Mount Belinda is located on Montagu Island, the largest of the South Sandwich Islands, 62 km south of Saunders Island. It has been more-or-less constantly active since 2001, when satellite images became available, and has probably been erupting since some time in the 1990s. Mount Belinda is a shield volcano (a volcano made from successive lava flows, giving it a lower profile than the more cone-shaped stratovolcanoes, which are formed from a combination of lava and ash deposits) which reaches 1371 m above sea-level, and has a caldera 6 km in diameter. On the southeastern point of Montagu Island lies Mount Oceanite, an ice covered extinct volcano, reaching 915 m above sea-level.


Satellite image of Montagu Island, showing smoke issuing from the summit of Mount Belinda in the centre of the picture and Mount Oceanite in the bottom right-hand corner.

Mount Darnley is located on Bristol Island, 60 km southwest of Montagu Island. It last erupted in 1956, and was previously recorded as having erupted in 1950, 1936, 1935 and 1823. The peak of the mountain is 1100 m above the sea.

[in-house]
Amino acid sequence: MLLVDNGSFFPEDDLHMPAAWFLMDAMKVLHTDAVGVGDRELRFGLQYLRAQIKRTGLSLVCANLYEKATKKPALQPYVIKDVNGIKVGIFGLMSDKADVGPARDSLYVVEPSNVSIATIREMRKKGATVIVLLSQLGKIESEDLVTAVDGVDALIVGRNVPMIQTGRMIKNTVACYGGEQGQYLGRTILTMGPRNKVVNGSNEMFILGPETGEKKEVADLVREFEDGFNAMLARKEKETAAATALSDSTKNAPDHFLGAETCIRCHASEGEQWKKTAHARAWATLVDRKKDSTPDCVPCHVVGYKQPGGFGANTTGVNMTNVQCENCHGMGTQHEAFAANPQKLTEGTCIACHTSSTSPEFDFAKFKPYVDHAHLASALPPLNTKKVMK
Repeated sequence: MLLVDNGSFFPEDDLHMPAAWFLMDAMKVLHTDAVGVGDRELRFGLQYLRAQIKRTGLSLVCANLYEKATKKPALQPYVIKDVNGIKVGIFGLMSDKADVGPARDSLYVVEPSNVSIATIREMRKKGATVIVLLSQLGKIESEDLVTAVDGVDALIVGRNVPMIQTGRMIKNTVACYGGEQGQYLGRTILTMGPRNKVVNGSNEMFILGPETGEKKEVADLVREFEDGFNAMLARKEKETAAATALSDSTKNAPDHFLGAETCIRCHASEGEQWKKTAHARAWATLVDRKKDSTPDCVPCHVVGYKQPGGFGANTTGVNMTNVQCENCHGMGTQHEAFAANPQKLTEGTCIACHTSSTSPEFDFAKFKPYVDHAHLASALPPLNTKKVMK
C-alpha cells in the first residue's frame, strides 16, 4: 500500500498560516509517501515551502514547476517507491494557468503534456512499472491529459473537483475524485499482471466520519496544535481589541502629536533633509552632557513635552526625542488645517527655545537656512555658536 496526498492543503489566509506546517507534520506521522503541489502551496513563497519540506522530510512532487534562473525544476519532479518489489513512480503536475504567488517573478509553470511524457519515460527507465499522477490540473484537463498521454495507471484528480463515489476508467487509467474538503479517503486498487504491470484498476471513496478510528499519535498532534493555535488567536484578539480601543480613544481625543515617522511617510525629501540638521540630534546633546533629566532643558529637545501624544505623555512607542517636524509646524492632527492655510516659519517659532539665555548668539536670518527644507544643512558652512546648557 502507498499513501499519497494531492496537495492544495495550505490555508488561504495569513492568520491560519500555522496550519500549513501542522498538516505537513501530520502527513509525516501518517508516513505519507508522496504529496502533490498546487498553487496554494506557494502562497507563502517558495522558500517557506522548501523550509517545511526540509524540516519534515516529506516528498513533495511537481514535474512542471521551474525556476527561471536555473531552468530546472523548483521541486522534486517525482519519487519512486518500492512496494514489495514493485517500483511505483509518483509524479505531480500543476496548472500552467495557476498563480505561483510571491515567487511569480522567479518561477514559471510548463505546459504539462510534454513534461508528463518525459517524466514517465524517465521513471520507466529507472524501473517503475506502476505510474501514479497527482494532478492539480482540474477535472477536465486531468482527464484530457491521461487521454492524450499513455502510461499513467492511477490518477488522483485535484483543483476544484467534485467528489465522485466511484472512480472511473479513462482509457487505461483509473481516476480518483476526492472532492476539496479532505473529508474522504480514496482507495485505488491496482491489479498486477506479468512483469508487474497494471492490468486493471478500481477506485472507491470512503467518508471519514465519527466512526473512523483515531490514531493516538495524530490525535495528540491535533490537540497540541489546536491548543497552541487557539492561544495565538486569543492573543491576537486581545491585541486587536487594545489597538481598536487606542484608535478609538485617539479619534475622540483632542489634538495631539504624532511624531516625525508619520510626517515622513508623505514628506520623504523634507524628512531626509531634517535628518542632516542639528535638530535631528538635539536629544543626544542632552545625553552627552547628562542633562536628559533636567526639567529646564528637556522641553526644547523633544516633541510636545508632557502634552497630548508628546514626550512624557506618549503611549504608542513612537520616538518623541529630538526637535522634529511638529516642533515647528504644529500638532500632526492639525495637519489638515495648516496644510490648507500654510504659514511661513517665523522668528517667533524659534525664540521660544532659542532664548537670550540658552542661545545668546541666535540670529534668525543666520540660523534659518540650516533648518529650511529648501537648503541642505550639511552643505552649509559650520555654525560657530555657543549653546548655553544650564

Bellingshausen Island is 50 km southwest of Bristol Island. It is a stratovolcano with a summit 253 m above the sea and a crater 500 m wide. Smoke was seen issuing from Bellingshausen in 1930, 1962 and 1964, and an explosive crater was formed on the island some time between 1964 and 1986.

Mount Larson is located on Thule Island, 8 km west of Bellingshausen Island. It stands 710 m above sea level and has a lake in its crater which is kept from freezing by geothermal heat. Steam was seen coming from the crater in 1962, and fresh ash reported on the flank of the volcano.

Between Bellingshausen and Thule Islands is Cook Island, the only island in the South Sandwich group without a volcano. It is thought that Cook Island was once part of the same island as Thule, and there may be a submerged crater between the two.

40 km southwest of Thule Island is Vysokaya Bank, a suspected submarine volcano.

This month (July 2011) scientists lead by Dr Phil Leat from the British Antarctic Survey revealed the discovery of 12 submarine volcanoes in the South Sandwich Islands. The discoveries were made on two tours by the RSS James Clark Ross, using sonar mapping discovery, and were unveiled at the International Symposium on Antarctic Earth Sciences in Edinburgh this month. Some of the new volcanoes have been described as similar in size to Mount Fuji in Japan, rising from a sea-floor 3000 m deep to within 70 m of the surface.


Undersea volcanoes around Saunders Island.

A 3D image of the whole South Sandwich Islands group.


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3 comments:

  1. MMMMMM ... Sandwich Plate

    ReplyDelete
  2. Toasty oozy creamy gooo of spicy firey ice snack

    ReplyDelete
  3. Fascinating. Could do with a bit of proof reading, though...

    ReplyDelete